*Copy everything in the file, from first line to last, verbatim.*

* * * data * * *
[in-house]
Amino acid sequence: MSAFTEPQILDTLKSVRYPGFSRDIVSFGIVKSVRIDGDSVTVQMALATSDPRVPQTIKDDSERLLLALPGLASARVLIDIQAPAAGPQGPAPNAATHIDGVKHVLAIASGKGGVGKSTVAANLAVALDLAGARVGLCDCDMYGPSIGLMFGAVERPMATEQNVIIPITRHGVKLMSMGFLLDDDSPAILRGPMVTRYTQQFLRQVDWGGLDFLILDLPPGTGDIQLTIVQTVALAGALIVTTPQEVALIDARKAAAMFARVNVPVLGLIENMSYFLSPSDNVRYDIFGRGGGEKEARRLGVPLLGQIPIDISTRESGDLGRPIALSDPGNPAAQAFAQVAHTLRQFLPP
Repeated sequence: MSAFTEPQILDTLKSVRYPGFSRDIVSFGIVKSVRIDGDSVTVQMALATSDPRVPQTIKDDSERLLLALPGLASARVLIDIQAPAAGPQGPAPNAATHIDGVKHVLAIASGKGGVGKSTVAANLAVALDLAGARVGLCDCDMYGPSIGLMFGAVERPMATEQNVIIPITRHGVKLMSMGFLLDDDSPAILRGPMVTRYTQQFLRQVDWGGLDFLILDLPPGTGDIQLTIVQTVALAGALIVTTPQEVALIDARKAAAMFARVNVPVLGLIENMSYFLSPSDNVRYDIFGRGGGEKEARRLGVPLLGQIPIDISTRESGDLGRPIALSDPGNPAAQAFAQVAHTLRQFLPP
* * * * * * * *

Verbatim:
[in-house]
Amino acid sequence: MSAFTEPQILDTLKSVRYPGFSRDIVSFGIVKSVRIDGDSVTVQMALATSDPRVPQTIKDDSERLLLALPGLASARVLIDIQAPAAGPQGPAPNAATHIDGVKHVLAIASGKGGVGKSTVAANLAVALDLAGARVGLCDCDMYGPSIGLMFGAVERPMATEQNVIIPITRHGVKLMSMGFLLDDDSPAILRGPMVTRYTQQFLRQVDWGGLDFLILDLPPGTGDIQLTIVQTVALAGALIVTTPQEVALIDARKAAAMFARVNVPVLGLIENMSYFLSPSDNVRYDIFGRGGGEKEARRLGVPLLGQIPIDISTRESGDLGRPIALSDPGNPAAQAFAQVAHTLRQFLPP
Repeated sequence: MSAFTEPQILDTLKSVRYPGFSRDIVSFGIVKSVRIDGDSVTVQMALATSDPRVPQTIKDDSERLLLALPGLASARVLIDIQAPAAGPQGPAPNAATHIDGVKHVLAIASGKGGVGKSTVAANLAVALDLAGARVGLCDCDMYGPSIGLMFGAVERPMATEQNVIIPITRHGVKLMSMGFLLDDDSPAILRGPMVTRYTQQFLRQVDWGGLDFLILDLPPGTGDIQLTIVQTVALAGALIVTTPQEVALIDARKAAAMFARVNVPVLGLIENMSYFLSPSDNVRYDIFGRGGGEKEARRLGVPLLGQIPIDISTRESGDLGRPIALSDPGNPAAQAFAQVAHTLRQFLPP